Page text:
Here’s where the test version of the game comes in: When I was testing the early version, I didn’t feel any of that. It was much more tedious, for one pretty simple reason: the early vision didn’t give any visual indication of your shot’s trajectory before launching. This made the gameplay an altogether obnoxious sequence of trial and error in which you couldn’t really plan or experiment. In the early state of the game, I never even thought to try making unusual shots, because it simply didn’t occur to me. I was too distracted trying to shoot from random places and at random angles. It felt meaningless. After release, Trick Shot now traces the initial trajectory of your shot. This gives you just enough information to fill in the blanks and make an intuitive prediction about where your shot will go. In addition, the new Trick Shot shows a silhouette of your most recent shot, so you can attempt to slightly tweak its launch magnitude or angle. The addition of a visual shot forecast and last-shot onion skinning changed everything. Suddenly I was able to plan, predict outcomes reasonably well, and slowly refine my methods in constant pursuit of the most amazing shot I could find. It’s hard to overstate how much this simple feature improved the game.

Another feature Jonathan added after I tested the game was integration with Everyplay. After beating a level you can choose to share a video replay of your shot, with other players, your Facebook friends, Twitter followers, YouTube channel. This is a fantastic feature because it’s especially well suited for Trick Shot’s vibe. It only further incentivizes you to try difficult or unusual things, by allowing you to share them with others.

After you beat all 90 levels, you start from the beginning in a sort of New Game Plus mode wherein you can score Amazing shots in addition to Perfect shots. You score Amazing by scoring Perfect as well as launching your ball through a number of red bubbles in the level. The bubbles guide your shot through a generally more difficult path. Some of them actually ended up suggesting the very same trick shots I found in my original playthrough. But I actually think this mechanic undercuts the spirit of the game, rather than making it stronger. The joy I felt while playing Trick Shot, I felt when I was following my own whims and instincts, and creating my own trick shots. When I try to get an Amazing win, it feels tedious and restricting.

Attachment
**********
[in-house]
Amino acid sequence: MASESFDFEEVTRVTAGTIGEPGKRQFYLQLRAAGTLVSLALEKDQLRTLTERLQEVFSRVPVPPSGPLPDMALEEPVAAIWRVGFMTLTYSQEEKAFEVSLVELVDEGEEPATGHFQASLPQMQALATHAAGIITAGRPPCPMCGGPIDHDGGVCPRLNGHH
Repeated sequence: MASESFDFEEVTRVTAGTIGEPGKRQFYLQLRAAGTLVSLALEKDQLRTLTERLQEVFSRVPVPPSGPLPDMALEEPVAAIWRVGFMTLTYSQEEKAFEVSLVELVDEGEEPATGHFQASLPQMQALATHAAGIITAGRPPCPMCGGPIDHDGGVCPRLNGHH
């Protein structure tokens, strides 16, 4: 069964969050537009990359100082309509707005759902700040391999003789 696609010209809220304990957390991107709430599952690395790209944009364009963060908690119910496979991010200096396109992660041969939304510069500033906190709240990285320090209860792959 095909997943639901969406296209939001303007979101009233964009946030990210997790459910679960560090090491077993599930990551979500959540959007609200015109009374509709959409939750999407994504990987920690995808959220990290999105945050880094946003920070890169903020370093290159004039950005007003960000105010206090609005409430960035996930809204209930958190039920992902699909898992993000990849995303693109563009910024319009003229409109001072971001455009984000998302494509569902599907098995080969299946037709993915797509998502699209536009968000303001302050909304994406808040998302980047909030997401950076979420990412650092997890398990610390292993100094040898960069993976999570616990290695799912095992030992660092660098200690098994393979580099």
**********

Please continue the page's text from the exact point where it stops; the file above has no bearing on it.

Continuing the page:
The best moments in Trick Shot, the moments of cathartic release, are the ones where you break the game. You do something that shouldn’t have been possible, and that you’re sure the designer didn’t intend you to do. These moments are the trick shots which earn the game its title. Consequently, the best levels in the game are the elastic ones, the ones with hidden possibilities: walls you can lob the ball over, buttons you don’t strictly need to press, objects you can exploit to bounce the ball in some crazy way. The least satisfying levels are the inelastic ones (which seem to increase in number towards the end): levels with a prescribed solution and seemingly no alternatives. The more interesting ways to solve your puzzle, the more entertained the player will be, especially if they feel like they’re pulling one over on the designer.

Design Takeaway

  • Play around with the concepts of elastic and inelastic design in your games. Games can evoke a feeling of organic playfulness it’s rare to find in any other medium. Take advantage of it by encouraging your players to break the rules, find alternate solutions, and just generally do their own thing.

Further Reading